Why is TEA-TEB chemical ignition used instead of spark ignition?
    and here:
    https://www.quora.com/A-rocket-engine-uses-fuel-oxidizer-and-must-have-an-ignition-source-So-how-does-NASA-or-anyone-start-a-rocket-engine
     
  14. moezilla

    moezilla Member

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    So February 14? I so desperately want t-want to go within viewing range, but I will be in London. I binged-watched the NG docu/drama series. I would have loved to be there, especially at 2:10 in the video It feels like 1969 gain and it is great!
     
  15. macpacheco

    macpacheco Member

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    Lots of activity on LC39A. The TEL has been spotted up several times in the last week. Launch date still holding so far.
     
  16. Mike1080i

    Mike1080i Member

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    Static Fire has slipped to the 9th, currently no impact to launch date.
     
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  17. YellyYeti

    YellyYeti Member

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    Hello all! The wife and I were thinking about heading over there on Tuesday (Valentine's Day Lunch Date?) to watch the launch and landing. It is just over an hour drive for us. Based on some searches, it appears the closest spot to pad 39A is the fence line at Playalinda Beach, but the closest spot to LZ-1 is Port Canaveral, maybe the piers Bgarret mentioned? I'd be most interested in seeing the landing, any opinions on which is best? Does it get crowded?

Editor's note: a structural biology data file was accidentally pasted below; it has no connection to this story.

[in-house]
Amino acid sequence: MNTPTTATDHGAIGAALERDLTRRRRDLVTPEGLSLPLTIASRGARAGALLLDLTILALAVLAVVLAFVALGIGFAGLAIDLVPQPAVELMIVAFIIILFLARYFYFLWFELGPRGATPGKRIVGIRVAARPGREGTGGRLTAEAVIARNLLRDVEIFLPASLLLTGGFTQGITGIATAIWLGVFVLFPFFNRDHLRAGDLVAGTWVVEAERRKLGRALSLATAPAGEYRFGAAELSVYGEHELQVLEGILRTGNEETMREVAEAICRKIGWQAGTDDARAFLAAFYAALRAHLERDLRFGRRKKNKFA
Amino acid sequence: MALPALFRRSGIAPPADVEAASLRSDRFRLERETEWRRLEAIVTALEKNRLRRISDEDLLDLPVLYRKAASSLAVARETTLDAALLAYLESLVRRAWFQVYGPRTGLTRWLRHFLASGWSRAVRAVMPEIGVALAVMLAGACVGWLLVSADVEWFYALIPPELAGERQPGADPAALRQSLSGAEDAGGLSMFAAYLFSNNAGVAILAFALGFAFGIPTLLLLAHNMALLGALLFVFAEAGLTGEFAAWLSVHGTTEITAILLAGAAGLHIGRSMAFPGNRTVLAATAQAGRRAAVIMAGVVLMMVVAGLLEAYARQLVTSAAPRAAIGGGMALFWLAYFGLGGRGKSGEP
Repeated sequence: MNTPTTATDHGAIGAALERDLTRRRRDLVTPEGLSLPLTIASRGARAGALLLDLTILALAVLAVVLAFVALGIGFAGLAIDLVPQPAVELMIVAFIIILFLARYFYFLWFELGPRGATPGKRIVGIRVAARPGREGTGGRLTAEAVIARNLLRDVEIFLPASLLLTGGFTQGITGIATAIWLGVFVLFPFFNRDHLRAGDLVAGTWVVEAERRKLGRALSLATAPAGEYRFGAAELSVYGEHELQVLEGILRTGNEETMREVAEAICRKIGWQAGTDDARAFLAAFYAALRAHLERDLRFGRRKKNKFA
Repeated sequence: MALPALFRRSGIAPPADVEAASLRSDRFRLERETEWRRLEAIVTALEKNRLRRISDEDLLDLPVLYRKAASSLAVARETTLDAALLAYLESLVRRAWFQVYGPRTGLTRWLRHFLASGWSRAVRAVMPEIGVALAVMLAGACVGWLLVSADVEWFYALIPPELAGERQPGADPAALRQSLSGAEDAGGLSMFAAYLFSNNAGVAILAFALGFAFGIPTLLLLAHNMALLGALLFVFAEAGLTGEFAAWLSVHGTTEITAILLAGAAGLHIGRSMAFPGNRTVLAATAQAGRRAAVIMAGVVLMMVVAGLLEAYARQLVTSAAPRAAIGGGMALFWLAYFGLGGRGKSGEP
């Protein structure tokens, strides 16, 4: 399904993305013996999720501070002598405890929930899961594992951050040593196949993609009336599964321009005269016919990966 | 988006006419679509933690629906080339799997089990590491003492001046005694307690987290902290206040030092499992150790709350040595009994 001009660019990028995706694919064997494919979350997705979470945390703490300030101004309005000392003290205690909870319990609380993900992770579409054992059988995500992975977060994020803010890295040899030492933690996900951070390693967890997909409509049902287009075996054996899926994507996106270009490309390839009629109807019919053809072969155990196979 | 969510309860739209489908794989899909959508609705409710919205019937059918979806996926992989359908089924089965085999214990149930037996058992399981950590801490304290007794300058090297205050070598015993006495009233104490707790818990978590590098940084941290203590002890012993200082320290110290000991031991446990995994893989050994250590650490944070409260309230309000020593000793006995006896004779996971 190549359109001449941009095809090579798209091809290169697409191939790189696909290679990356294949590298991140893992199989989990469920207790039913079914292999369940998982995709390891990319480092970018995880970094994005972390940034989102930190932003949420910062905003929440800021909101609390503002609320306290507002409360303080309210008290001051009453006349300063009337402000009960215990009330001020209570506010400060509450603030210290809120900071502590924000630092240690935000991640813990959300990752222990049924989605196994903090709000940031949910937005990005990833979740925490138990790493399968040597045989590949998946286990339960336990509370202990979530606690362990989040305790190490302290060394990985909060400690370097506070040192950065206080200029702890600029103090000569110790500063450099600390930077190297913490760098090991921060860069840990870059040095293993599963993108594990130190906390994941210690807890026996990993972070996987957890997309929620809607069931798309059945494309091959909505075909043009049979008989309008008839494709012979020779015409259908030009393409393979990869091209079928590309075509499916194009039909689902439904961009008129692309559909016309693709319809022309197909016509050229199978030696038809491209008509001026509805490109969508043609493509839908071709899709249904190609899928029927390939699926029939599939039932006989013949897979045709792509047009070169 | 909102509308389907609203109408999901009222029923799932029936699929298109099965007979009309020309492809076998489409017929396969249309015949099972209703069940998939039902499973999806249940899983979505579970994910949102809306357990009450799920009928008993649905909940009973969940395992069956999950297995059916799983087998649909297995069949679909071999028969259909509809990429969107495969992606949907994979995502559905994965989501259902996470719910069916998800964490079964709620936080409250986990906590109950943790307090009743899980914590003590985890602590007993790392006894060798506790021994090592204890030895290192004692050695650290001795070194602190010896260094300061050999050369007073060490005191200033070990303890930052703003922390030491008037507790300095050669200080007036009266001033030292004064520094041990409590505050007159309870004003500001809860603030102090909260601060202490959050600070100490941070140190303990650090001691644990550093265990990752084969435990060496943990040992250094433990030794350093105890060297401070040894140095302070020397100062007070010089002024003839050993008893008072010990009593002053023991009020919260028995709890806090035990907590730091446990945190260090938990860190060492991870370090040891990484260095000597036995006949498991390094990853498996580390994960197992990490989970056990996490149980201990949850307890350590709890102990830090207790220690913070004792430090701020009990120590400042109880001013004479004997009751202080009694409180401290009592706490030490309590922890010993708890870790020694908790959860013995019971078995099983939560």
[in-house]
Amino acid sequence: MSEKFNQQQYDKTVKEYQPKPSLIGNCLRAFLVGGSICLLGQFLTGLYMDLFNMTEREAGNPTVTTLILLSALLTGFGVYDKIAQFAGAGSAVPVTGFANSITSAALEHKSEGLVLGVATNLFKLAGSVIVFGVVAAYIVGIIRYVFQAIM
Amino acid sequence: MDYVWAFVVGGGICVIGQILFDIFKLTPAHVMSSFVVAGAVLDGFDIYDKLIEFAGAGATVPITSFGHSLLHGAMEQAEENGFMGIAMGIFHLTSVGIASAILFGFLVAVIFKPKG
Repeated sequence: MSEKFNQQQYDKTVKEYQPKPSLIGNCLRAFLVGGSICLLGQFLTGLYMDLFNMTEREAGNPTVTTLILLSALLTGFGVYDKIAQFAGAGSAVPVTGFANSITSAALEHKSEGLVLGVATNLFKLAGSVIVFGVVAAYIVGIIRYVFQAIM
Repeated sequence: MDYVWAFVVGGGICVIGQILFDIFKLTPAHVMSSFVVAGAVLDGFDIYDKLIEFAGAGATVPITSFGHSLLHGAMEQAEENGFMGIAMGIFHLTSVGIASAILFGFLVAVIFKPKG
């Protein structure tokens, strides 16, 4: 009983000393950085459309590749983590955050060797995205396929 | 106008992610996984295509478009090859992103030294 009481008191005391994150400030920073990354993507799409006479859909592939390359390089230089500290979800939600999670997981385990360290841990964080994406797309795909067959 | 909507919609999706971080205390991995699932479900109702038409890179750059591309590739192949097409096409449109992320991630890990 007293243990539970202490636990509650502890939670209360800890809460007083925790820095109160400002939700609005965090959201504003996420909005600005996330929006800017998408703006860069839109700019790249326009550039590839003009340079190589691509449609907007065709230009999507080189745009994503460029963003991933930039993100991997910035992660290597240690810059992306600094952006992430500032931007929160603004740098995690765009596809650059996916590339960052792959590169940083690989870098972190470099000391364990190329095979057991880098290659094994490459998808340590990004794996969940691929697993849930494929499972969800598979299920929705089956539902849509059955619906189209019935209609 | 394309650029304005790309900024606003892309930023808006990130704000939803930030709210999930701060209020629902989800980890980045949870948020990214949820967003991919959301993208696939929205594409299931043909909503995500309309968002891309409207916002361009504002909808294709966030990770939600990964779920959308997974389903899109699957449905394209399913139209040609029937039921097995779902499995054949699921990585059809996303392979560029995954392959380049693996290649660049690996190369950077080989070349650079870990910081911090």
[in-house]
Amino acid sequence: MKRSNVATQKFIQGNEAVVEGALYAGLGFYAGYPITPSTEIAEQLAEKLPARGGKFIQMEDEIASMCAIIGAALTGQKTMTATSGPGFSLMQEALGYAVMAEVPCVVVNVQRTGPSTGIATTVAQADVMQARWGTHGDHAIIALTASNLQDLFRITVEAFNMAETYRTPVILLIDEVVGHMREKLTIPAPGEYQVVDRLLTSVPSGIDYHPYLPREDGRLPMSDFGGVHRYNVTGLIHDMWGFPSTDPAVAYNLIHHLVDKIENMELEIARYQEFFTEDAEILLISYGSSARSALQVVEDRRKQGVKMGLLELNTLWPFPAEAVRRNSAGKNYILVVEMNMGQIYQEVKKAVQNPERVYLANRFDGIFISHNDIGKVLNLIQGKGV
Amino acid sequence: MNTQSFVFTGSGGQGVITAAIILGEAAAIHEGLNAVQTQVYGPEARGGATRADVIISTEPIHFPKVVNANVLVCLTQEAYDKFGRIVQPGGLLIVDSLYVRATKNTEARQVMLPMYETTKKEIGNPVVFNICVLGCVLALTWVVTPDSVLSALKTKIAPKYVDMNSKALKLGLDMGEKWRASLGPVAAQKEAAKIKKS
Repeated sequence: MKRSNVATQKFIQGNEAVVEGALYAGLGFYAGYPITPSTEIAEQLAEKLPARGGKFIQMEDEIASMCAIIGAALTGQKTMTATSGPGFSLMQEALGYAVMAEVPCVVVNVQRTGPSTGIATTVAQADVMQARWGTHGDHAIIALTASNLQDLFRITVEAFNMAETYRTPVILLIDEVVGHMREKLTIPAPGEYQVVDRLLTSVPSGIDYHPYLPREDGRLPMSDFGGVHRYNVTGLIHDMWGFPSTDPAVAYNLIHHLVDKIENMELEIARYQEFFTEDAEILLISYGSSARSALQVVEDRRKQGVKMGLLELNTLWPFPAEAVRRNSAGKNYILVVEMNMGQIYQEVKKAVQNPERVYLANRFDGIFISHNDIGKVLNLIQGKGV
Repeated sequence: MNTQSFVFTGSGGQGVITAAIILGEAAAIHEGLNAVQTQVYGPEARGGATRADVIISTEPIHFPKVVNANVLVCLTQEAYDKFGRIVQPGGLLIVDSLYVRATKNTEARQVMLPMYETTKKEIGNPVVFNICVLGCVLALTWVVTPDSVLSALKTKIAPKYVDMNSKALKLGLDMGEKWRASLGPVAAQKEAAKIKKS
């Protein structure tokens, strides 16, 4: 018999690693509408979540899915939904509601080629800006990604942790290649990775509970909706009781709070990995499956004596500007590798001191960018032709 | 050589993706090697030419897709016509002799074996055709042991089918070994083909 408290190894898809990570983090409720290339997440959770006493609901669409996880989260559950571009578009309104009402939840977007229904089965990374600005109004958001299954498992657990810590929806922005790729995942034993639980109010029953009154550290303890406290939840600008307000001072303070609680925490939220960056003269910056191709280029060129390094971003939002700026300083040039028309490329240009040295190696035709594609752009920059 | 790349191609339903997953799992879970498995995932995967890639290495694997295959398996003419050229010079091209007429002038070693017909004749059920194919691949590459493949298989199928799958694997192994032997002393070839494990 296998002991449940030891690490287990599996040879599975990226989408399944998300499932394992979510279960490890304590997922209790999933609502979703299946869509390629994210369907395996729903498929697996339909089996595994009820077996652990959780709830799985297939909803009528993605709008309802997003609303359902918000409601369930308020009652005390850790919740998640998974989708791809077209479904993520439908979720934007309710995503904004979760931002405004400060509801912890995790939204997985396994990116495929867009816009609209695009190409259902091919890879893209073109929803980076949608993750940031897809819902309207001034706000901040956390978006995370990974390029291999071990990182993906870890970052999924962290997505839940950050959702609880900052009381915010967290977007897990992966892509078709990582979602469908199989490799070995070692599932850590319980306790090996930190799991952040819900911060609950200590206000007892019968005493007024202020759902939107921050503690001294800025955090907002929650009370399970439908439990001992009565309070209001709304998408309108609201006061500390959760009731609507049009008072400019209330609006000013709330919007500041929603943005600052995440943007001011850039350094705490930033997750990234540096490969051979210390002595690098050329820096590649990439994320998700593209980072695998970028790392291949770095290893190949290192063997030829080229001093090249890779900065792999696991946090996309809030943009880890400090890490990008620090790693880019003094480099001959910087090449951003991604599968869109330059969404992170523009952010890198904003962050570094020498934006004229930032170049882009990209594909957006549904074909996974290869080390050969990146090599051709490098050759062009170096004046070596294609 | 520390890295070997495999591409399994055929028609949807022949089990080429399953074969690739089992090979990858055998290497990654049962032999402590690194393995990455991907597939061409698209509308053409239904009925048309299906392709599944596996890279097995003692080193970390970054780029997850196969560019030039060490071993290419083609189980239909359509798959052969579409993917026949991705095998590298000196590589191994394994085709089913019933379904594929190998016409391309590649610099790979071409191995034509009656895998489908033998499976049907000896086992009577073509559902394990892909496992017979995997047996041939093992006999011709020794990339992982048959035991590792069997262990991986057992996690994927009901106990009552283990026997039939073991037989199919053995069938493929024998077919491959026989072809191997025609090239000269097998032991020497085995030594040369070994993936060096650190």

18. mkjayakumar

    mkjayakumar Active Member

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    Why at 1:56 looking at the first stage descent, Elon is stating "This is bad" ? Everything is going exactly according to script, but Elon somehow thinks something is afoot. The tremble and nervouness on his voice when he said that, brings a chill down me. Not sure what went through his mind, looking up when he said that.
     
  19. AudubonB

    AudubonB Mild-mannered Moderator Lord Vetinari*

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    Well, we always could conjecture he was on the verge of saying "This is bad for ULA"......
     
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  20. Mike1080i

    Mike1080i Member

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    #40 Mike1080i, Feb 7, 2017
    Last edited: Feb 7, 2017